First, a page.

Review by Brad Walseth
A release that is both unusual and intriguing in its concept - "Side-by-Side" presents world music guitarist Francis Jacob playing primarily the same songs twice - once in an acoustic setting, and once electrified. This might have been considered a mere conceit, if the songs themselves and the performances by Jacob and his supporting musicians weren't so compelling. On the acoustic set, Jacob (on nylon string guitar) is joined by Gregoire Maret whose harmonica is a primary melodic source, Stormu Takeishi on chewy bass, and Sato Takeishi on percussion. On the electric forays, Jacob's electric guitar flights are assisted by Azouhouni Adou on keys, Aarok Heick on alto sax, Mamdou Ba on electric bass, Harvey Wirht on drums, and percussionists Gilmar Gomes, Alioune Faye, and Koto the Wonderman. This association with musicians from around the globe is not surprising for an artist who was born in Switzerland, studied guitar in Brazil, and now lives in New York City. The electric musicians in particular provide a West African feel to many of the electric pieces.
There is a wonderful breezy peacefulness that runs through this recording despite the sometimes fiery playing of the musicians. And jazz fans should have no fear that the jazz gets lost in the world music walls of percussion - songs like the electric versions of "Blues," "Mon Ane," "Paul" and "Children" have enough twists and turns and clever solos by Heick on alto, Adou on keyboards and Jacob on electric guitar to satisfy most of your jazz needs. Comparing the two versions of the songs - which don't appear back to back - the two sides of Jacob can be seen quite clearly. Stylistically, across the board - consider for example in the contrast between his gentle nylon string on "Paul" and his hot electric guitar intervallic riffing on "Mon Ane." Faye adds some fun African shout outs on this piece, but it is the delightfully childlike turn given by vocalist Gretchen Parlato on the acoustic version of "On the Other Side" that may provide the most memorable moment of the album.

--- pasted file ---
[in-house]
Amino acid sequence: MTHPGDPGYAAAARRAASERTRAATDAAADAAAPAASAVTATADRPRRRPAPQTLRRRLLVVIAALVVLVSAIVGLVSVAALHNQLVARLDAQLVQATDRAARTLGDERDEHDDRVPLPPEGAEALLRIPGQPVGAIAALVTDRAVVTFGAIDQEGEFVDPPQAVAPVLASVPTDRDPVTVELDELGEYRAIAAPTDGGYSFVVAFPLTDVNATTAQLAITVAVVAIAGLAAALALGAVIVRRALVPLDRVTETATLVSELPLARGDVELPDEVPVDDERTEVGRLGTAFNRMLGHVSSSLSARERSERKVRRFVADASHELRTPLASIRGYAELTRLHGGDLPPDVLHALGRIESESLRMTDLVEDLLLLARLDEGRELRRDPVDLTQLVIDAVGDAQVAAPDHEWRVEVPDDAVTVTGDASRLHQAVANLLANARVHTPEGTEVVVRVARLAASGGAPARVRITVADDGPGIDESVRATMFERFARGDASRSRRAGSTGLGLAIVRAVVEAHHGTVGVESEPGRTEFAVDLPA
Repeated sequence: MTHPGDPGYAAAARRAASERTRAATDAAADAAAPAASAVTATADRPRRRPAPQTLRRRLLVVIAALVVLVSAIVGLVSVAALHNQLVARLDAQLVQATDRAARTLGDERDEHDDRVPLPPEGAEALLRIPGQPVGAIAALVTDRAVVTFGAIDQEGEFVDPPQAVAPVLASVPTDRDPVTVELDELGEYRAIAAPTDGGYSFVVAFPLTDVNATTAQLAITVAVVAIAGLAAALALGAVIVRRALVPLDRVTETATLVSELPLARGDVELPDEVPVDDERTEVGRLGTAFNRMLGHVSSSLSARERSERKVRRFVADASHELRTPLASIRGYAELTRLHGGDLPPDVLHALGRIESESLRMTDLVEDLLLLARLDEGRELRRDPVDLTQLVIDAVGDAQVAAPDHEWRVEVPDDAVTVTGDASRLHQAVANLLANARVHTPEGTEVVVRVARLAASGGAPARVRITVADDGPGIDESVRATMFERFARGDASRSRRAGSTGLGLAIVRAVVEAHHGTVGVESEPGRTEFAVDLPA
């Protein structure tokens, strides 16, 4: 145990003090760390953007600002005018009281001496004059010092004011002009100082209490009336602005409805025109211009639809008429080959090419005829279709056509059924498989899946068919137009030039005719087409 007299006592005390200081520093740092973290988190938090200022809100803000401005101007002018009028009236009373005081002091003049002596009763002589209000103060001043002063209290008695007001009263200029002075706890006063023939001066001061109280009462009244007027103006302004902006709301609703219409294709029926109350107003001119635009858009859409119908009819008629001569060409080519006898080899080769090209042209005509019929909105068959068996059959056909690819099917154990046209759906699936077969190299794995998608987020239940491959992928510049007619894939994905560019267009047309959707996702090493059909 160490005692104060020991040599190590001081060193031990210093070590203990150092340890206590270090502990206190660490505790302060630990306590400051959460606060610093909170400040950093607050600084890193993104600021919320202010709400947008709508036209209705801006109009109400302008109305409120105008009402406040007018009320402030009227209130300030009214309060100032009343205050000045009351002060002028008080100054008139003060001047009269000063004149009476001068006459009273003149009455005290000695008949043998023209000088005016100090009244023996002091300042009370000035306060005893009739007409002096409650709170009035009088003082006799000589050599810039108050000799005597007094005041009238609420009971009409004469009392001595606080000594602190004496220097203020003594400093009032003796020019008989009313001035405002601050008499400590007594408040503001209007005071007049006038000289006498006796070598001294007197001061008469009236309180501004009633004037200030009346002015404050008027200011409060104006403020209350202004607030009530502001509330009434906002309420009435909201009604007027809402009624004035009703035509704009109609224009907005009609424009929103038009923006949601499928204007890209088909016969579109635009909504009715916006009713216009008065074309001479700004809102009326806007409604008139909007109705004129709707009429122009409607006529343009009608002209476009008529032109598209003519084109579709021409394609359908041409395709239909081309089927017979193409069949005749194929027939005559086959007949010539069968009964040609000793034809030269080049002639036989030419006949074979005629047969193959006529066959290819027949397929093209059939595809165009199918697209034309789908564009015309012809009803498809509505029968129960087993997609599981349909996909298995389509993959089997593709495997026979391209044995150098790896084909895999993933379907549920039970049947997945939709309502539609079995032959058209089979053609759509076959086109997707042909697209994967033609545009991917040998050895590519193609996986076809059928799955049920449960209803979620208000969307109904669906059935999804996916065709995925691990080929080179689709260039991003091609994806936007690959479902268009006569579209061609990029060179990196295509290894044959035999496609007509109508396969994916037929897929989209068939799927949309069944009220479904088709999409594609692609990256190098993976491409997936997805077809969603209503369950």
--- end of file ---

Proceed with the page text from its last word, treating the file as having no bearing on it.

A combination of urban jazz feel with harmonica-enhanced world music with African drums and Brazilian guitar - this recording is a potpourri of sounds which should be enjoyed by fans of any of these styles of music.